‘Ordinary men, not monsters’: Woman who interviewed more than 100 rape convicts
The December 16, 2012 gangrape changed India, including a woman who completing her Masters in England at the time.
As the country erupted in protests and a movement to ensure justice for the rape victim, Madhumita Pandey, now 26, asked herself why the rapists do they what they do. “What prompts these men? What are the circumstances which produce men like this? I thought, ask the source,” Pandey told The Washington Post.
At 22, Pandey went to the Tihar Jail in New Delhi to interview rape convicts for understanding the perpetrators’ attitudes towards their victims. Starting from 2013, she spoke to more than 100 rape convicts. Many of the convicts were uneducated or primary school drop-outs and only a handful of them had graduated high school.
“When I went to research, I was convinced these men are monsters. But when you talk to them, you realise these are not extraordinary men, they are really ordinary. What they’ve done because of upbringing and thought process,” Pandey said.
Pandey, a doctoral research student of criminology at the Anglia Ruskin University in the UK, digged deeper to understand the society in which the convicts were brought up. Men have a ‘false idea’ of masculinity while women are in a hegemonic trap of believing they have to be submissive, the Delhi University graduate explained.
“Everyone’s out to make it look like there’s something inherently wrong with (rapists). But they are a part of our own society. They are not aliens who’ve been brought in from another world.”
The number of rapes reported each year in Delhi -- where the paramedical student was brutally gangraped on December 16 -- more than tripled over the last five years, registering an increase of nearly 1500 cases from 2011 to 2016, according to data released by the police earlier this year. This doesn’t necessarily translate into more cases of rapes; it may signal the changing trend of more women approaching authorities.
Although the government introduced stricter measures after the December 16 gangrape, only one in four rape trials leads to conviction across the country, IndiaSpend reported in March 2015.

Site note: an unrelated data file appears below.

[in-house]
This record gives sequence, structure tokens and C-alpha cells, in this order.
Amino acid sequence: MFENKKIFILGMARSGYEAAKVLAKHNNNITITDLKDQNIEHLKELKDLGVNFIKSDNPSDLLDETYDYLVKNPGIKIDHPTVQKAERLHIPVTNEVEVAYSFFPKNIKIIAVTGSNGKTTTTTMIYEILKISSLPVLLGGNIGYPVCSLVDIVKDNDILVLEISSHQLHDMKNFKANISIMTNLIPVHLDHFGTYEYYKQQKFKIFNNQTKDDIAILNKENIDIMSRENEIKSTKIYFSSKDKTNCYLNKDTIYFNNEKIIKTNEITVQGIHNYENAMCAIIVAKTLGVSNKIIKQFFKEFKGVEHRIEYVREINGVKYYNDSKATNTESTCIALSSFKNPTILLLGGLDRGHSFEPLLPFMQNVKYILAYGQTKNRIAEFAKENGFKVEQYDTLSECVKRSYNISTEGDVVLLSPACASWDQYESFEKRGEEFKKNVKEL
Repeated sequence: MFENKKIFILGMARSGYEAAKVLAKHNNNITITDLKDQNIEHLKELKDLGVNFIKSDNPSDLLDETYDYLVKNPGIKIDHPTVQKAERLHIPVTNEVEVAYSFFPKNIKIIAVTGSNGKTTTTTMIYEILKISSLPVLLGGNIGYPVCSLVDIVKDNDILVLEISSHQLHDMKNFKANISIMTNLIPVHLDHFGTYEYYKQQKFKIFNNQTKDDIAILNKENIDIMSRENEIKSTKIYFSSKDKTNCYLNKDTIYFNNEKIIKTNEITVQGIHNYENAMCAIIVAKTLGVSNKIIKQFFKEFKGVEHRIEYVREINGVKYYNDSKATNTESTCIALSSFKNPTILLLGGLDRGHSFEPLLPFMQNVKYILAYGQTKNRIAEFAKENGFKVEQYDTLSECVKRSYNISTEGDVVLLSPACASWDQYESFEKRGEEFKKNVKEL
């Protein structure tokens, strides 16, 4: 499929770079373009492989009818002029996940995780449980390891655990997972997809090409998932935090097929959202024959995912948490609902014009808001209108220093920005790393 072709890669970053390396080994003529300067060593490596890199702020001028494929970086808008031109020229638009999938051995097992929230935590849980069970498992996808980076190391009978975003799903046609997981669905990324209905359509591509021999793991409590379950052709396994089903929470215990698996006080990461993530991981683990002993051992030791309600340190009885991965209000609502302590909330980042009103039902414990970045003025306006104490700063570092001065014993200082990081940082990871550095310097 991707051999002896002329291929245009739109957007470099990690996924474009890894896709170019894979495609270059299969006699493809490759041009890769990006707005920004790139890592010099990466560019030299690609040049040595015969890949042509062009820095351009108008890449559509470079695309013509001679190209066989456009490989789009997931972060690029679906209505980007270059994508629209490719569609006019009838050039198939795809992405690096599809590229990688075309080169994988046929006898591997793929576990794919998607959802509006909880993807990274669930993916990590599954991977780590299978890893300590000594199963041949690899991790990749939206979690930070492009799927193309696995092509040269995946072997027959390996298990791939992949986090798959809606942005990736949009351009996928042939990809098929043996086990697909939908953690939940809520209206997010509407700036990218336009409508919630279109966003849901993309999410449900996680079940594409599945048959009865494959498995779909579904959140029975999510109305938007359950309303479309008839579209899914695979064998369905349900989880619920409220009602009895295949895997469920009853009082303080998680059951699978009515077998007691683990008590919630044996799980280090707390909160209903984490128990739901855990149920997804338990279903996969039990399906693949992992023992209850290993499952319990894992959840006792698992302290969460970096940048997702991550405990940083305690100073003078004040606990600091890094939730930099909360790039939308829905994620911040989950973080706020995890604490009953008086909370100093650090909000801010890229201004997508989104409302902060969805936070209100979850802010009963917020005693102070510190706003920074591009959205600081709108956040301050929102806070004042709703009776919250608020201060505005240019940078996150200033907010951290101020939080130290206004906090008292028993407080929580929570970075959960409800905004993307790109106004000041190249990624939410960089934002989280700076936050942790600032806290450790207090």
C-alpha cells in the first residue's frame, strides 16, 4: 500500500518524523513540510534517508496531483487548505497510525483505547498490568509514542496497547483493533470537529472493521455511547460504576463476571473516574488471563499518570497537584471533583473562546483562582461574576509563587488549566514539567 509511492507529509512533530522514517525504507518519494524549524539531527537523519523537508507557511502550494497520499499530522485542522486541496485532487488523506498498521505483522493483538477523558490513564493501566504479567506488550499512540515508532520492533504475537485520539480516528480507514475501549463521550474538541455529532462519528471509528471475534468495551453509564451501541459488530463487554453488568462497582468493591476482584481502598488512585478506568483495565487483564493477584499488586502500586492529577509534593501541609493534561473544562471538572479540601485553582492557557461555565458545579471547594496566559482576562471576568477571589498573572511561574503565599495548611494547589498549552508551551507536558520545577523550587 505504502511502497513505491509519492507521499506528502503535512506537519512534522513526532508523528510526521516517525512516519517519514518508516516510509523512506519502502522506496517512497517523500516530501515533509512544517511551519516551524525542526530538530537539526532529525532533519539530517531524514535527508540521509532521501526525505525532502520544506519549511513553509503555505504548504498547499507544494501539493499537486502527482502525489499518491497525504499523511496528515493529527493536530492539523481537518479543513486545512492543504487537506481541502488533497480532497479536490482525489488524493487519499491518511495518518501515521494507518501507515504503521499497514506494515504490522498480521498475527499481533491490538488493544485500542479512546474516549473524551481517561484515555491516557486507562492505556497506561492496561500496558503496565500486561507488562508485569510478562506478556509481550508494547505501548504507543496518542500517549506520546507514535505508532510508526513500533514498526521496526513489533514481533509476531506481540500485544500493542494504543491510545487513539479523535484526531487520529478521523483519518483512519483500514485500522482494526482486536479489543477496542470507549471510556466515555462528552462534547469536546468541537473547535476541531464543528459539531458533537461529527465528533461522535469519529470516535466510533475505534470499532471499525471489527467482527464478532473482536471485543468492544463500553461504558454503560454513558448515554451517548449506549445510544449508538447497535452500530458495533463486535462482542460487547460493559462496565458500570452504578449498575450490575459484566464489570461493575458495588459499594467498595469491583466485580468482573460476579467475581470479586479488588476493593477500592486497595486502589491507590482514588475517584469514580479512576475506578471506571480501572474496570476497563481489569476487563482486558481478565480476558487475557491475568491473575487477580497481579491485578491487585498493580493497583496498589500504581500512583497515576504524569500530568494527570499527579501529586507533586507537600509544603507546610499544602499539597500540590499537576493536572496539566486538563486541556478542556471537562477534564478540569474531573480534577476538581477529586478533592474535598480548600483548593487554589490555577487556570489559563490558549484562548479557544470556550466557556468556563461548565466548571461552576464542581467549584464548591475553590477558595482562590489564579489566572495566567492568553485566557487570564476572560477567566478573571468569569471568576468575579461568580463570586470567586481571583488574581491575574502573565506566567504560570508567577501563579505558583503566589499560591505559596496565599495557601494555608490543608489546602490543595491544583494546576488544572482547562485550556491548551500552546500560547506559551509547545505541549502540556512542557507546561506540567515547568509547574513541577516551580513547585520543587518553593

“After you speak to (the rape convicts), it shocks you; these men have the power to make you feel sorry for them. As a woman that’s not how you expect to feel. I would almost forget that these men have been convicted of raping a woman,” said Pandey, who worked as a consultant psychologist for the BBC documentary ‘India’s Daughter’.
“In my experience, a lot of these men don’t realise that what they’ve done is rape. They don’t understand what consent is.”
There was one case, participant No 49, which stayed with Pandey. The convict (23) -- a school drop-out -- was a temple cleaner who was jailed in 2010 for raping a five-year-old girl. He said the beggar girl had provoked him while he was busy with his work and he wanted to teach her a lesson.“She was touching me inappropriately so I thought I’ll teach her a lesson,” Pandey quoted the convict as saying in an article on The Conversation.
Sex offenders often blame the victim for provoking them and many accused don’t feel remorse for their actions.
Participant No 49, however, was repentant of his actions. He said he wanted to marry the girl after he left jail because he “ruined her life. She is no longer a virgin, no one would marry her”.
Pandey said she found the rape victim after talking to the temple priest and spoke to her, who was now 10. The girl was unfazed and didn’t have any recollection of the rape, but she loved painting in school. The victim’s mother, however, was shocked. She didn’t know the temple cleaner had been imprisoned at all.